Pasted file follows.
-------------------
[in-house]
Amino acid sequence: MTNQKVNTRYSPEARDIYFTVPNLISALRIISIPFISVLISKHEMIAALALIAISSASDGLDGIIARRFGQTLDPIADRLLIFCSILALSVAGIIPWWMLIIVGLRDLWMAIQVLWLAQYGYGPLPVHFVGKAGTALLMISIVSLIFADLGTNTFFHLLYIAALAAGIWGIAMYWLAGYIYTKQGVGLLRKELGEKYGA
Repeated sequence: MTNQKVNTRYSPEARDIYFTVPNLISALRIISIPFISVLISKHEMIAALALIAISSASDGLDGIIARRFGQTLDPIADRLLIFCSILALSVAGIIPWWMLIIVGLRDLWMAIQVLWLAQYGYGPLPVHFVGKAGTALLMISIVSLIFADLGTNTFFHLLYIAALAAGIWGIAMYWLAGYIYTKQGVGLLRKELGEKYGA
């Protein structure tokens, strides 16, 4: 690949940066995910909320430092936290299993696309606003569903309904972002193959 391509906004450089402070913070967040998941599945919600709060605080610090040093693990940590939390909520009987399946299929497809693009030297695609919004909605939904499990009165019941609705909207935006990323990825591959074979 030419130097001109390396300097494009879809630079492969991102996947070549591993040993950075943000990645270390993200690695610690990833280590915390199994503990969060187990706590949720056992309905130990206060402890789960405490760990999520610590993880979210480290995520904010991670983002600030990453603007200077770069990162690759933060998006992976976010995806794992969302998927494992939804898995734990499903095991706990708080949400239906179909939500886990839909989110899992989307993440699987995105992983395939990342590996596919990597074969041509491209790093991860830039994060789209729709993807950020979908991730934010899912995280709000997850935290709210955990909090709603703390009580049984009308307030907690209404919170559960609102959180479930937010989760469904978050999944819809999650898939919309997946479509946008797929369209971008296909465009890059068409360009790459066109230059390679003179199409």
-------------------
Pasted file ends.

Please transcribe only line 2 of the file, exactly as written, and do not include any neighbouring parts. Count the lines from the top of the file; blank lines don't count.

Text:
Amino acid sequence: MTNQKVNTRYSPEARDIYFTVPNLISALRIISIPFISVLISKHEMIAALALIAISSASDGLDGIIARRFGQTLDPIADRLLIFCSILALSVAGIIPWWMLIIVGLRDLWMAIQVLWLAQYGYGPLPVHFVGKAGTALLMISIVSLIFADLGTNTFFHLLYIAALAAGIWGIAMYWLAGYIYTKQGVGLLRKELGEKYGA